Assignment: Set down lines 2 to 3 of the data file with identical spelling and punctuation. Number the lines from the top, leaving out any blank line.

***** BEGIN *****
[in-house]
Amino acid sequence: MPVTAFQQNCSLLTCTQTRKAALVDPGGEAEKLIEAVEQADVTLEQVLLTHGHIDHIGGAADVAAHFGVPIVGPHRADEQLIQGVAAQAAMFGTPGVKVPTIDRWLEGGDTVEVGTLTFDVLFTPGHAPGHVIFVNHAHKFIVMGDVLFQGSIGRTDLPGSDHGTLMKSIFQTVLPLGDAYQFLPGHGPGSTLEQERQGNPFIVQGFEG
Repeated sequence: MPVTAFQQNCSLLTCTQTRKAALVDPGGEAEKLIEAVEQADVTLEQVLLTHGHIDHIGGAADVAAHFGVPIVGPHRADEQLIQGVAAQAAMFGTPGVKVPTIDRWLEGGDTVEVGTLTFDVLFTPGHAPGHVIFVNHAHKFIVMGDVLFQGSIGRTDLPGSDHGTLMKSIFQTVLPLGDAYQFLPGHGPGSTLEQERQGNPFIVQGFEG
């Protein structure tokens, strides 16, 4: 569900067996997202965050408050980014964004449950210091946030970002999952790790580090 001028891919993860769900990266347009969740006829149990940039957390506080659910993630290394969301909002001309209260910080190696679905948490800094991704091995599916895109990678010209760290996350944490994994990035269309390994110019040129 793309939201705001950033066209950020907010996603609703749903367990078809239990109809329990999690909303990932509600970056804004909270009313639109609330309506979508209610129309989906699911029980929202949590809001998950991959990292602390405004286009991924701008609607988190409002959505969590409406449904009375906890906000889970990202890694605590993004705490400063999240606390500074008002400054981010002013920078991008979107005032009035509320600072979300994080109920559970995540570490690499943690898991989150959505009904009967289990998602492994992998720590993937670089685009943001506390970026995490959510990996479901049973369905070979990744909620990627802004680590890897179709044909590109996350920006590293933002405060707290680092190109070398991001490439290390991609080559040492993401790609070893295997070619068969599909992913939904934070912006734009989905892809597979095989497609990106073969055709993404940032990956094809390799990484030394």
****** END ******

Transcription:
Amino acid sequence: MPVTAFQQNCSLLTCTQTRKAALVDPGGEAEKLIEAVEQADVTLEQVLLTHGHIDHIGGAADVAAHFGVPIVGPHRADEQLIQGVAAQAAMFGTPGVKVPTIDRWLEGGDTVEVGTLTFDVLFTPGHAPGHVIFVNHAHKFIVMGDVLFQGSIGRTDLPGSDHGTLMKSIFQTVLPLGDAYQFLPGHGPGSTLEQERQGNPFIVQGFEG
Repeated sequence: MPVTAFQQNCSLLTCTQTRKAALVDPGGEAEKLIEAVEQADVTLEQVLLTHGHIDHIGGAADVAAHFGVPIVGPHRADEQLIQGVAAQAAMFGTPGVKVPTIDRWLEGGDTVEVGTLTFDVLFTPGHAPGHVIFVNHAHKFIVMGDVLFQGSIGRTDLPGSDHGTLMKSIFQTVLPLGDAYQFLPGHGPGSTLEQERQGNPFIVQGFEG